HALIFAX — Although Nova Scotia's long-term care homes have borne the brunt of the province's COVID-19 outbreak, the province announced Wednesday that it would lift some visitor restrictions beginning next week.
Premier Stephen McNeil said outdoor visits will be allowed beginning Monday, adding that the change would also apply to homes for people with disabilities.
"We understand you are craving for that long-awaited hug," McNeil said to families with relatives in the facilities. "We're not there yet, but sitting in the fresh air and a visit with your loved one is a good first step."
The announcement came as the province added one case to its total — reaching 1,061 — to reflect newly captured data.
Health authorities said there were no licensed long-term care homes with active cases of COVID-19 on Wednesday, including the Northwood facility in Halifax where 53 of the province's 62 deaths have occurred. There have been no visits allowed at long-term care homes since March 15.
Under guidelines released by the province, the visits will be held in designated areas on each facility's grounds and will be limited to two visitors at one time.
Visitors will be required to maintain a physical distance of two metres and they will be screened beforehand and be required to wear a non-medical mask.
The visits will be monitored by staff at each facility, which will also be required to log such things as the date and time of the visit.
Dr. Robert Strang, the province's chief medical officer of health, said the logging is essential in order to trace people in the event that a potential COVID-19 infection is passed along.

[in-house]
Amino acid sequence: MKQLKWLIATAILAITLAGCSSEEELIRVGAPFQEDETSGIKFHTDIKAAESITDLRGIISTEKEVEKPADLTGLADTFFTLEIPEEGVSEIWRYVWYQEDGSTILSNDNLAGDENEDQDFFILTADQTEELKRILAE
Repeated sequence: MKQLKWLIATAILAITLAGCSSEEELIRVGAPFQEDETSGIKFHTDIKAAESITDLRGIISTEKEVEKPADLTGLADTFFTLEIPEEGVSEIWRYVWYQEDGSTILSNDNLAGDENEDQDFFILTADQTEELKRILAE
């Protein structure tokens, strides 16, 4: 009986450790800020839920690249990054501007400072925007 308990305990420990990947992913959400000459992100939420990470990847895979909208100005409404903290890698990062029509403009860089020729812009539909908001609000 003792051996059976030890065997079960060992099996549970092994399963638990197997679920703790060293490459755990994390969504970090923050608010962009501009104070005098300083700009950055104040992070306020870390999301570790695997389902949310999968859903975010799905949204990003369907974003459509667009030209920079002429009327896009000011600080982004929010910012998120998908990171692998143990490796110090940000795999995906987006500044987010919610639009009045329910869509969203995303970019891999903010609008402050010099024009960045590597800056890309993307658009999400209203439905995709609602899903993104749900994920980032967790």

"We need to proceed very slowly and carefully as we start to allow visiting to happen," Strang said. "We need to take it one step at a time and watch the impact each step along the way."
Under the plan each facility is to deal directly with residents and their families to arrange a time for the visits.
According to the province there are 132 long-term care facilities in Nova Scotia that are home to almost 8,000 residents, and more than 300 homes for persons with disabilities with more than 2,000 residents.
Meanwhile, Strang revealed that he would be travelling to New Brunswick on Thursday for a minor surgical procedure related to a skin cancer that was recently removed.
"I have a minor type of skin cancer ... it only spreads locally," he said. "I need another type of surgery that can re-look at things and make sure the margins of where it was removed are clear. That type of surgery is not yet available in Nova Scotia, so I have to go to New Brunswick."
Strang made a point of saying he would self-isolate for 14 days upon his return and would continue his work from home.
This report by The Canadian Press was first published June 10, 2020.
Keith Doucette, The Canadian Press